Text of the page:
Things to Consider Before Resurfacing a Pool

An empty, corroded concrete pool.
  • 40-80 hours
  • Advanced
  • 500-1,000
What You'll Need
Wire brush
Chisel, pick, or jackhammer
Trisodium phosphate
Muriatic acid
What You'll Need
Wire brush
Chisel, pick, or jackhammer
Trisodium phosphate
Muriatic acid

If your pool is showing its age, it may be time to consider pool resurfacing. Your pool may have cracks, blisters, or discolorations that a resurface will eliminate. Depending on how your pool is currently surfaced and what you want to put on it, this could be a simple or difficult DIY project. Here are a few things to consider when deciding whether to resurface your pool yourself.

Topcoat Materials

If you have a gunite pool, your pool shell will be made of concrete that is 8 to 12 inches thick. A final finish will have been applied to the surface of the gunite. Typical finishes used are plaster, tile, Diamond Brite, or Pebbletek. This topcoat generally lasts up to 15 years. When you resurface your pool, it is this topcoat that is replaced.

Basic Process for Pool Resurfacing

While these steps won’t give you all of the information you need to completely resurface your pool, they make up a basic outline so that you can consider whether you will be able to do this work yourself and what you should prepare for.

Disclaimer: Before beginning the process, you must contact your city’s planning department to see if you need a permit to resurface your pool or if there are any other special requirements, like where to drain the water.

Step 1 - Drain and Clean the Pool

When resurfacing, you must first drain the pool. Next, you should thoroughly clean the pool's surface with a wire brush. If you have plaster on the gunite, you will have to use a chisel, pick, or jackhammer to remove the plaster from the gunite shell. Once you have removed all the plaster, use a wire brush on the shell to remove all of the chalky material on the shell.

The surface should then be cleaned with trisodium phosphate (TSP), followed by a coating with muriatic acid to remove mineral deposits. Be extremely careful when working with this acid, as it can damage your skin and lungs if inhaled directly. Always wear proper safety gear like gloves, boots, eye goggles, and sometimes a respirator. Finish by neutralizing the acid with TSP.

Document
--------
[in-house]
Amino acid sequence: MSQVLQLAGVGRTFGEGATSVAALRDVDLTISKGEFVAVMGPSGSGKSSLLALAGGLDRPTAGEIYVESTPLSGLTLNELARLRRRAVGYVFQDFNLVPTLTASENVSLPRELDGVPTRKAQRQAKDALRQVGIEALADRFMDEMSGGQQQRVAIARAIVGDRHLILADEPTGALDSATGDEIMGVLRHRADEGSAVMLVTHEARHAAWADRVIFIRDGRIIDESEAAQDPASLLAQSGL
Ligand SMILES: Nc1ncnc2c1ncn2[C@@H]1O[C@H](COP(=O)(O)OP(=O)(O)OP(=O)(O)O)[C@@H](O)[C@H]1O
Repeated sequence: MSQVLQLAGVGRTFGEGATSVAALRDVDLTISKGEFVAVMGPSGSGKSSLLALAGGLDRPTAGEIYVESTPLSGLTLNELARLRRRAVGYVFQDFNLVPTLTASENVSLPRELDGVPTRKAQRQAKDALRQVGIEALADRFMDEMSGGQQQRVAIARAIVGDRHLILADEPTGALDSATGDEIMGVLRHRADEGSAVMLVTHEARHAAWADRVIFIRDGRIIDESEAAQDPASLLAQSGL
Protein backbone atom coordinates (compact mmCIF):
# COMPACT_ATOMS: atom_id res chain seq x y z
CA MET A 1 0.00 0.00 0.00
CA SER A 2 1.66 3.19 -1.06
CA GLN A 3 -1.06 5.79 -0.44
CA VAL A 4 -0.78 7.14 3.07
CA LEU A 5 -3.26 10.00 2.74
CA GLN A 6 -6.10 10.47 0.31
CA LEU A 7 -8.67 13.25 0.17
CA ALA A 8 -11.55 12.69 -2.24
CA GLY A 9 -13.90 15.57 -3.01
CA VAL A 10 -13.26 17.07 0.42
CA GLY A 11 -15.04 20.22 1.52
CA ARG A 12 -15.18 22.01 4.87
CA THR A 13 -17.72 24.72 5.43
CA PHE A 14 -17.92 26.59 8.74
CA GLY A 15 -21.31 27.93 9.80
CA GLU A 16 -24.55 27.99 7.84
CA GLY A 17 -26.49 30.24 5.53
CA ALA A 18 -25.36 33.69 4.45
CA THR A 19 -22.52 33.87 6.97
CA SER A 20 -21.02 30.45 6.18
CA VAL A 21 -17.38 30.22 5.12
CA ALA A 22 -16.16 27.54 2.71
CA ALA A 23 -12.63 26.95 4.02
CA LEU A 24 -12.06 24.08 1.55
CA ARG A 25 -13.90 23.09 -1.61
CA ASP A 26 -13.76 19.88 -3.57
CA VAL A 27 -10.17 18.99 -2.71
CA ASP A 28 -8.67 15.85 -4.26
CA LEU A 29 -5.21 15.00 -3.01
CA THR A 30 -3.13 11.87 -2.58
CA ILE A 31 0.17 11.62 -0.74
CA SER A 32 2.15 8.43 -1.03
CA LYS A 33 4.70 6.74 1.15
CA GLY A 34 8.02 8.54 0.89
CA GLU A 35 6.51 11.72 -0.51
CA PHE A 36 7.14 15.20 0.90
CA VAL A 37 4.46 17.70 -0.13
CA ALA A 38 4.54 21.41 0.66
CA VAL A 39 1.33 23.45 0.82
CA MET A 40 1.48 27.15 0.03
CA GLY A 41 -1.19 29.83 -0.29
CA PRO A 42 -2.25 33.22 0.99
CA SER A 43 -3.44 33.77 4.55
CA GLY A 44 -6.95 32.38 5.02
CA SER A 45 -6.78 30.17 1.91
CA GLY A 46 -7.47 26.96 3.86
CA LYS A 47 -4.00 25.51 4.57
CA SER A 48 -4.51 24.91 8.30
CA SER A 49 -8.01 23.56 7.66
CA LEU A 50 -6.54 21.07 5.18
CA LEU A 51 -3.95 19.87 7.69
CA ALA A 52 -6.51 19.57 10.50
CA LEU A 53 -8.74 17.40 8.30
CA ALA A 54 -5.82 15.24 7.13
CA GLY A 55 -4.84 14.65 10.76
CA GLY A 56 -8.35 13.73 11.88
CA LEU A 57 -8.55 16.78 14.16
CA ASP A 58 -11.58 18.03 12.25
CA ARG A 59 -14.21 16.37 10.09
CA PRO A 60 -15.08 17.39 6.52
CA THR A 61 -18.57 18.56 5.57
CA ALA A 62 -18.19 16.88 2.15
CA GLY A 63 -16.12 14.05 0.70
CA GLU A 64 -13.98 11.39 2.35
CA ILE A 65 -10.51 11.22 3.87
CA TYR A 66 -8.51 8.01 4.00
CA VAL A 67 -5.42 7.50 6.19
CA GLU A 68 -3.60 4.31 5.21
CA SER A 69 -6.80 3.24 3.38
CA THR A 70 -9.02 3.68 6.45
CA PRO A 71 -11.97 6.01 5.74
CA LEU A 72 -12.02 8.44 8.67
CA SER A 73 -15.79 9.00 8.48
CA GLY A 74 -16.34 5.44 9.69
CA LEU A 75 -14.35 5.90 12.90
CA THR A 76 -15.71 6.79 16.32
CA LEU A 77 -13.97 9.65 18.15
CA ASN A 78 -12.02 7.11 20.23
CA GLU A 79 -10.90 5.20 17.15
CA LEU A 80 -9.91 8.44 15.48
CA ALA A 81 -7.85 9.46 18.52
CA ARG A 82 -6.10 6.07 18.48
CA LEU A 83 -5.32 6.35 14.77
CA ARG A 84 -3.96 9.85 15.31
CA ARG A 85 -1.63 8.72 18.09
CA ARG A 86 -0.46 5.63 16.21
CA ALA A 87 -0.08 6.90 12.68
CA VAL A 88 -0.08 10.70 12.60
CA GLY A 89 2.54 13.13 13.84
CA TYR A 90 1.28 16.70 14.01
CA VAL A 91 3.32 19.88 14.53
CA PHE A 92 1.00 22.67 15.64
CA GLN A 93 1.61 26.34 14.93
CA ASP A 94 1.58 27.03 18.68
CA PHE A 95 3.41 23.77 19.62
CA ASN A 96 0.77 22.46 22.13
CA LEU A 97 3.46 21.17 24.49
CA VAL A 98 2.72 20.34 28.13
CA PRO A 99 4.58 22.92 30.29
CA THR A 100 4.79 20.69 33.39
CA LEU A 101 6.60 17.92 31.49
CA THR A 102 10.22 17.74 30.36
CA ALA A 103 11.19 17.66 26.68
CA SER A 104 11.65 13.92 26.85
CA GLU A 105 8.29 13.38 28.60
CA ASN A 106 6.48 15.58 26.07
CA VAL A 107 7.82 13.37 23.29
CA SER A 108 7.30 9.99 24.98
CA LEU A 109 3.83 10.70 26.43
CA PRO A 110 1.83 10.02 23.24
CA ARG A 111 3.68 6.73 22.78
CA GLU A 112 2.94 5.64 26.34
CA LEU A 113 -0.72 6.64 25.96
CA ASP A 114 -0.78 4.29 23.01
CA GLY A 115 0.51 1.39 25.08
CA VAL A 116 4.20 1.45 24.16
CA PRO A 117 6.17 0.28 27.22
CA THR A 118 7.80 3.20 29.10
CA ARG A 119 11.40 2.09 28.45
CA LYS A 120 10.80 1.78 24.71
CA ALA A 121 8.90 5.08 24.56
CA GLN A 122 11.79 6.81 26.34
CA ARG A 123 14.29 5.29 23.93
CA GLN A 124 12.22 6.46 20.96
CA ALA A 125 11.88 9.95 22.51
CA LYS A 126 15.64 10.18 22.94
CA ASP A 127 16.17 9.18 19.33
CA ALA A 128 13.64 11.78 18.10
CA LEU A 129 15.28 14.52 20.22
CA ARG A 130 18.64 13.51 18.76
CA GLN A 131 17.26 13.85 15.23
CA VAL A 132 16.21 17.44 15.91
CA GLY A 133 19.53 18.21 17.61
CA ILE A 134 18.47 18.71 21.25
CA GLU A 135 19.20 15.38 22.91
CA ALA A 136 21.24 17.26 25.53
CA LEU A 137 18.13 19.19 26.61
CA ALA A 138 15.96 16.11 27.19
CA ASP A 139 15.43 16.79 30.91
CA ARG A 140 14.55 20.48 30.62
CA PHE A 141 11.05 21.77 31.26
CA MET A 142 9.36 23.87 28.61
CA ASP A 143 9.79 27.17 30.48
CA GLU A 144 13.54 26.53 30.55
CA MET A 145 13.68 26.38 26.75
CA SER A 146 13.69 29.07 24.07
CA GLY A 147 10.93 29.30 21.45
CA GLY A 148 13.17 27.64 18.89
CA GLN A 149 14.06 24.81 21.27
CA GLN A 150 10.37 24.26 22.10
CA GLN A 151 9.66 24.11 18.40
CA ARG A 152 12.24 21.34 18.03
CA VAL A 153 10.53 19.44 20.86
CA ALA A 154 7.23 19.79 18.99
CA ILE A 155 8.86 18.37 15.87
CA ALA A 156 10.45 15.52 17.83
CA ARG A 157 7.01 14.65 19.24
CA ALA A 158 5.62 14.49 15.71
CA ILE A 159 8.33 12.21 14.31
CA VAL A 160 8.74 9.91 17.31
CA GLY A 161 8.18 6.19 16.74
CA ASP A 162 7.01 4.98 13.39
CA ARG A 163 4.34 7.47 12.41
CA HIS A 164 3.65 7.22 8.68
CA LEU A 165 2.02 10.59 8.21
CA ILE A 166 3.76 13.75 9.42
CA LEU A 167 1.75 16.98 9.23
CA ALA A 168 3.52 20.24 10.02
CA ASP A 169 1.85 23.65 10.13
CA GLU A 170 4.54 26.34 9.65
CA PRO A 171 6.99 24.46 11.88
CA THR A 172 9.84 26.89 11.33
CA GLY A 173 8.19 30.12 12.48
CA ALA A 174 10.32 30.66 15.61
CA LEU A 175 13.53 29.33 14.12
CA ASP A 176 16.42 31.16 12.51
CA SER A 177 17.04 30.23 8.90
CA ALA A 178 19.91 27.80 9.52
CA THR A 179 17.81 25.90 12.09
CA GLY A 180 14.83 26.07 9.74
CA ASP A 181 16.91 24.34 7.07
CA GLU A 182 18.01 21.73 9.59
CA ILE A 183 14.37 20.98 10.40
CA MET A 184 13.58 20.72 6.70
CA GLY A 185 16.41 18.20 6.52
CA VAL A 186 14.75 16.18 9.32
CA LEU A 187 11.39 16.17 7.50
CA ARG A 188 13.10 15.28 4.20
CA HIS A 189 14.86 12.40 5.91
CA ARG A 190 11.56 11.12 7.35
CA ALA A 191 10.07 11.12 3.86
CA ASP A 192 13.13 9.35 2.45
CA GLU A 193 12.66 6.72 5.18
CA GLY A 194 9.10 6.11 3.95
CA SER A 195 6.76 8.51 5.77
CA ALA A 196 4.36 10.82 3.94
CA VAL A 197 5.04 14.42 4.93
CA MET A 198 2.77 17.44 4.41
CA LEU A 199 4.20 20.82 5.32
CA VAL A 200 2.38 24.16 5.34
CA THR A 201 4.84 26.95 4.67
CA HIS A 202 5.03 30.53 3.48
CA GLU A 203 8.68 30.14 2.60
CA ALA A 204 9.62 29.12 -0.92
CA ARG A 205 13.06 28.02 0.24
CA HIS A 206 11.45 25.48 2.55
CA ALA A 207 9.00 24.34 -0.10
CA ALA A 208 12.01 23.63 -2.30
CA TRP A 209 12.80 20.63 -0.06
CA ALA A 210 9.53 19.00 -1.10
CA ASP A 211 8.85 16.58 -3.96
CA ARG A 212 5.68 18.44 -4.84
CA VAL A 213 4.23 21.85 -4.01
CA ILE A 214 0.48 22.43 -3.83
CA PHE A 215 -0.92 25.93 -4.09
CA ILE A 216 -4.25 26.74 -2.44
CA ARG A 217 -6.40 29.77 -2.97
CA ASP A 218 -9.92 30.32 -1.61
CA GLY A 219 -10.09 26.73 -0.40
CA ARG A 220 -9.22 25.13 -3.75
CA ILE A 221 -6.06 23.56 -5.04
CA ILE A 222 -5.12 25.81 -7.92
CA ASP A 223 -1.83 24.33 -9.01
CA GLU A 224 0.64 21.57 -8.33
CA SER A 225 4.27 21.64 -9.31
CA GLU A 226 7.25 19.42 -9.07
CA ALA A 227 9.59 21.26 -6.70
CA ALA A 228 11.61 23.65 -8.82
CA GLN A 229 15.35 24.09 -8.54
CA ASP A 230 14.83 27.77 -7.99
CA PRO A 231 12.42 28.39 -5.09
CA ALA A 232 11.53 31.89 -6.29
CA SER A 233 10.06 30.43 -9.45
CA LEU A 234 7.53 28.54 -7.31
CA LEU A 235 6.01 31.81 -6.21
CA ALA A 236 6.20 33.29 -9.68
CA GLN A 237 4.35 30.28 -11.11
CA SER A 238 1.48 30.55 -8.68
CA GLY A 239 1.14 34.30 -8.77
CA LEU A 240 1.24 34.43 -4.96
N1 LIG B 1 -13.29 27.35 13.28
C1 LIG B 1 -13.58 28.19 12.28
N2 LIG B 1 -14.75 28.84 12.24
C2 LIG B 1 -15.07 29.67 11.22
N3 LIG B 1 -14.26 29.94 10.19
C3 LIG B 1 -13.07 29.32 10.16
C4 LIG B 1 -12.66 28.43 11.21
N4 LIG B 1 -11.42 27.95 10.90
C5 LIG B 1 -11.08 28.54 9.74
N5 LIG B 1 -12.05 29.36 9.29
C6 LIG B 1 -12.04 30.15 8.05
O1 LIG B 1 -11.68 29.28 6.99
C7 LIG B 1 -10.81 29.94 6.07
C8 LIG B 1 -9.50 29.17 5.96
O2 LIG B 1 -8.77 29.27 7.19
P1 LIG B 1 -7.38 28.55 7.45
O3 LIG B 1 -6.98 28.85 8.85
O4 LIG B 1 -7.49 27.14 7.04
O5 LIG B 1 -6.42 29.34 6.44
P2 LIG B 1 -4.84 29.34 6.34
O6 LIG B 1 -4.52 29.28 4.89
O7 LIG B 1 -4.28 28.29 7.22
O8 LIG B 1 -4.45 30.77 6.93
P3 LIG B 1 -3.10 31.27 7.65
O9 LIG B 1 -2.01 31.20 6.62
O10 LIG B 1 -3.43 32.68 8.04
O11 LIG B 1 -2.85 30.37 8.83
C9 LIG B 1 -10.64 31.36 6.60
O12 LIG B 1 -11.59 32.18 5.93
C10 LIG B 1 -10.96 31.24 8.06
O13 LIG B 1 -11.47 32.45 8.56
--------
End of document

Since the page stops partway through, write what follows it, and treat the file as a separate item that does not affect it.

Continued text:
Step 2 - Resurface the Pool

Once your pool's surface is clean, the pool can be resurfaced by spreading plaster. For a pool with 100 linear feet, it will take around 2,500 pounds of plaster and 3,500 pounds of white-marble plaster sand to resurface the pool.

Types of Surfaces

The three most commonly used pool surfaces are plaster, pebble, and quartz.

Pool Plaster

Generally, new gunite pools are coated with pool plaster, which is cement mixed with marble sand or limestone. It is the least expensive option for pool surfacing and typically lasts around seven years.

Pebble Finishes

Pebble finishes are actually just plaster with aggregate mixed in. The addition of aggregate makes these more durable and stain-resistant than plaster alone. Pebble finishes can be somewhat rough and cost twice as much as plaster, but the upside is that they often last more than 12 years.

Quartz Finishes

A quartz finish is a plaster with quartz aggregate mixed in. This provides more color than pebbles and is a more stain-resistant option. A quartz finish will usually last 12-15 years.


Fiberglass pools should be resurfaced with fiberglass. Look for special kits that use a fiberglass resin and a gel-coat to restore the finish to your fiberglass pool.

Should You Resurface Your Pool Yourself?

The main drawback to making this a DIY project is that water is not forgiving. If you make a mistake, you will be left with a leaking pool and will have to repeat the entire process. Plus, a medium-sized home pool will generally take two people over 20 hours to resurface. If you have a larger pool, it will often take three or four people to keep the plaster from setting too quickly. If this doesn’t appeal to you, consider hiring a professional to do the job.

However, resurfacing your pool yourself can be a rewarding task that could save you money. If you’re excited about resurfacing your pool and you’re willing to put in a bit of work, there’s nothing that should stop you.